[tz] [PATCH] Updates for Chile 2013
goldsmit at apple.com
Thu Feb 21 21:14:51 UTC 2013
> This makes sense, I didn’t notice that the 2012 rule actually applies.
I also agree with extending the 2012 rule indefinitely.
On Feb 21, 2013, at 4:12 AM, Petr Machata <pmachata at redhat.com> wrote:
> Robert Elz <kre at munnari.OZ.AU> writes:
>> Date: Wed, 20 Feb 2013 22:55:04 +0100
>> From: Petr Machata <pmachata at redhat.com>
>> Message-ID: <m2ehgaljwl.fsf at redhat.com>
>> | I decided to apply the transition dates to single years only--the DST
>> | policy is reevaluated every year anyway.
>> I think that's a mistake - you're guaranteeing that the data is going
>> to be wrong, rather than simply making it likely.
>> I'd suggest that the data be changed as ...
>> --- southamerica.was 2012-07-25 21:13:46.000000000 +0700
>> +++ southamerica 2013-02-21 07:37:16.000000000 +0700
>> @@ -1277,10 +1277,8 @@
>> Rule Chile 2010 only - Apr Sun>=1 3:00u 0 -
>> Rule Chile 2011 only - May Sun>=2 3:00u 0 -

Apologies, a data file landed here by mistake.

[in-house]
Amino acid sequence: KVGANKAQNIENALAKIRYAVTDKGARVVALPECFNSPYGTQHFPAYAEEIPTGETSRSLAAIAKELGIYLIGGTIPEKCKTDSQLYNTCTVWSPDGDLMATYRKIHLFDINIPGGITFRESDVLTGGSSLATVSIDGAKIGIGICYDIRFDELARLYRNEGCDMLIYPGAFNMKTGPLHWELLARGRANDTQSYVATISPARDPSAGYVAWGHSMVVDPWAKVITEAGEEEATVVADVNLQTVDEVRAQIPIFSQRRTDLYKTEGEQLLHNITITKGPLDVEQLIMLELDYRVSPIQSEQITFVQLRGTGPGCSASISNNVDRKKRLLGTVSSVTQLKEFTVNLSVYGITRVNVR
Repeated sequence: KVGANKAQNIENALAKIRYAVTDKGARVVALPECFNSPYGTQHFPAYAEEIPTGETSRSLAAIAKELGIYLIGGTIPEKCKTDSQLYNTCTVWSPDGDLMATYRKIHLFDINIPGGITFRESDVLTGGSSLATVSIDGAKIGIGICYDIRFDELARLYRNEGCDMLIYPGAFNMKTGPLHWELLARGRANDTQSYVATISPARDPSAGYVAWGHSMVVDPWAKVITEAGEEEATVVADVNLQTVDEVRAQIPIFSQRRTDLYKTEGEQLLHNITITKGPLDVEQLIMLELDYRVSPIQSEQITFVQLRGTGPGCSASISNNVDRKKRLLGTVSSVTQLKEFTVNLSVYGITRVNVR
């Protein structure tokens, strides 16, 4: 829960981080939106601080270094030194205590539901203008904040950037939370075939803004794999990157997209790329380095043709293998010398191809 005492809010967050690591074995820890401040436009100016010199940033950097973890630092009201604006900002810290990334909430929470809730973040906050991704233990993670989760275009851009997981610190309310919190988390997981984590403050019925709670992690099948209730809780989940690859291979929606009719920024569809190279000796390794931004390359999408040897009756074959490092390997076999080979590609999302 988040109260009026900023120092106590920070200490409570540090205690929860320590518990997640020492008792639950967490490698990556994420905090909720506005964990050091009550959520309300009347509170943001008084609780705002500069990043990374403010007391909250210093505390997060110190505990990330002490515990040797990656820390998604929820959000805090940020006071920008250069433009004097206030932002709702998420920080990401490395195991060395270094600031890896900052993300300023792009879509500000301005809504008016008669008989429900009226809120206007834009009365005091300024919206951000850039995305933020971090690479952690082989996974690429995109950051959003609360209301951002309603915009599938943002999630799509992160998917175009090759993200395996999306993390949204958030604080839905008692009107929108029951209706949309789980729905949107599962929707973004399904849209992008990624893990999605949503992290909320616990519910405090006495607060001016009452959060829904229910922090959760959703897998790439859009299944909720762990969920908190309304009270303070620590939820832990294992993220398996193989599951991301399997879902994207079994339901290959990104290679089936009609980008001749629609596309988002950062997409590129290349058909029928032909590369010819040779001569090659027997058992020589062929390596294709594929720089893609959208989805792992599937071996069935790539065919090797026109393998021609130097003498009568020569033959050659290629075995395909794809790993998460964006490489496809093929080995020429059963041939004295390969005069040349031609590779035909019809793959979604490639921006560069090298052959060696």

>> Rule Chile 2011 only - Aug Sun>=16 4:00u 1:00 S
>> -Rule Chile 2012 only - Apr Sun>=23 3:00u 0 -
>> -Rule Chile 2012 only - Sep Sun>=2 4:00u 1:00 S
>> -Rule Chile 2013 max - Mar Sun>=9 3:00u 0 -
>> -Rule Chile 2013 max - Oct Sun>=9 4:00u 1:00 S
>> +Rule Chile 2012 max - Apr Sun>=23 3:00u 0 -
>> +Rule Chile 2012 max - Sep Sun>=2 4:00u 1:00 S
>> # IATA SSIM anomalies: (1992-02) says 1992-03-14;
>> # (1996-09) says 1998-03-08. Ignore these.
>> # Zone NAME GMTOFF RULES FORMAT [UNTIL]
>> That is, it turns out that the rules we inserted for 2012 apply for 2013
>> as well (except we were conservative last year, and assumed the change then
>> was just a one year thing, and put the older dates back for 2013).
>> So, the patch above just assumes that the 2012/2013 strategy will continue
>> forwards, which it might ... it is also possible that it won't, and we will
>> need to change it again next year (or even again later this year) but
>> some kind of reasonable guess is better than simply assuming that summer time
>> is going to start next September, and then never end.
> This makes sense, I didn't notice that the 2012 rule actually applies.
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